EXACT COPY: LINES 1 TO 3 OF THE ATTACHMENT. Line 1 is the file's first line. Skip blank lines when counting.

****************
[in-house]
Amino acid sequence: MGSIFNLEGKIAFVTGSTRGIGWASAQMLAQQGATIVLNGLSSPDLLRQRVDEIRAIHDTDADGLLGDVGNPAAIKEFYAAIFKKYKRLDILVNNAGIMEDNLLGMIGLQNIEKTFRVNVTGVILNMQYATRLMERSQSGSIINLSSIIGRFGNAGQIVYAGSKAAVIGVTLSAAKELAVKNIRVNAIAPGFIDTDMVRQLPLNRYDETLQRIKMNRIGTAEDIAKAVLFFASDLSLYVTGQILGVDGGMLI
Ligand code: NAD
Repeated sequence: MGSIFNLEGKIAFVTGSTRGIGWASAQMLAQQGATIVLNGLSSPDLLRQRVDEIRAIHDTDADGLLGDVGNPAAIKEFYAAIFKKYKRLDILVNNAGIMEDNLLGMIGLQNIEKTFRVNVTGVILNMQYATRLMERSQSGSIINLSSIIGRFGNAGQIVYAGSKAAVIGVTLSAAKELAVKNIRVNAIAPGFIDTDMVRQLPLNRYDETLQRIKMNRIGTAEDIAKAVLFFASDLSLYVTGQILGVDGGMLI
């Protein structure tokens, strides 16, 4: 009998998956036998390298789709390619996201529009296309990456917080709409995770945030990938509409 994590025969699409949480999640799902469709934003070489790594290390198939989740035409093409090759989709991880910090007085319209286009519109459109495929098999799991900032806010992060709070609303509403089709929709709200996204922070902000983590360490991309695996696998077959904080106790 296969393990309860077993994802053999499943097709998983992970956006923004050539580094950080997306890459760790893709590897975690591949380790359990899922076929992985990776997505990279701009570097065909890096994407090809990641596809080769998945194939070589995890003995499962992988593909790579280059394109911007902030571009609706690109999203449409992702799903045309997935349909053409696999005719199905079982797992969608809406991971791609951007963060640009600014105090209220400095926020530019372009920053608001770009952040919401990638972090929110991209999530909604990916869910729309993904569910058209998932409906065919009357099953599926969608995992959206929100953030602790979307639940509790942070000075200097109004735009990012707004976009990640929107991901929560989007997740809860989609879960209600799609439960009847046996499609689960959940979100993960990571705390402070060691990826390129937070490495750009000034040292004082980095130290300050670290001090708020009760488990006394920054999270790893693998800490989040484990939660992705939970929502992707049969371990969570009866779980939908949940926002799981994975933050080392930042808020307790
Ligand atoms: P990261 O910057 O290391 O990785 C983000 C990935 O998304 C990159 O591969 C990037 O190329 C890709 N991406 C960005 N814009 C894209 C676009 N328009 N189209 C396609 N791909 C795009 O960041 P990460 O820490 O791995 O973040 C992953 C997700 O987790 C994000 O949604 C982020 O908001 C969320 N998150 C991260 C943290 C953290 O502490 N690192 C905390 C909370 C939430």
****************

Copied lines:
[in-house]
Amino acid sequence: MGSIFNLEGKIAFVTGSTRGIGWASAQMLAQQGATIVLNGLSSPDLLRQRVDEIRAIHDTDADGLLGDVGNPAAIKEFYAAIFKKYKRLDILVNNAGIMEDNLLGMIGLQNIEKTFRVNVTGVILNMQYATRLMERSQSGSIINLSSIIGRFGNAGQIVYAGSKAAVIGVTLSAAKELAVKNIRVNAIAPGFIDTDMVRQLPLNRYDETLQRIKMNRIGTAEDIAKAVLFFASDLSLYVTGQILGVDGGMLI
Ligand code: NAD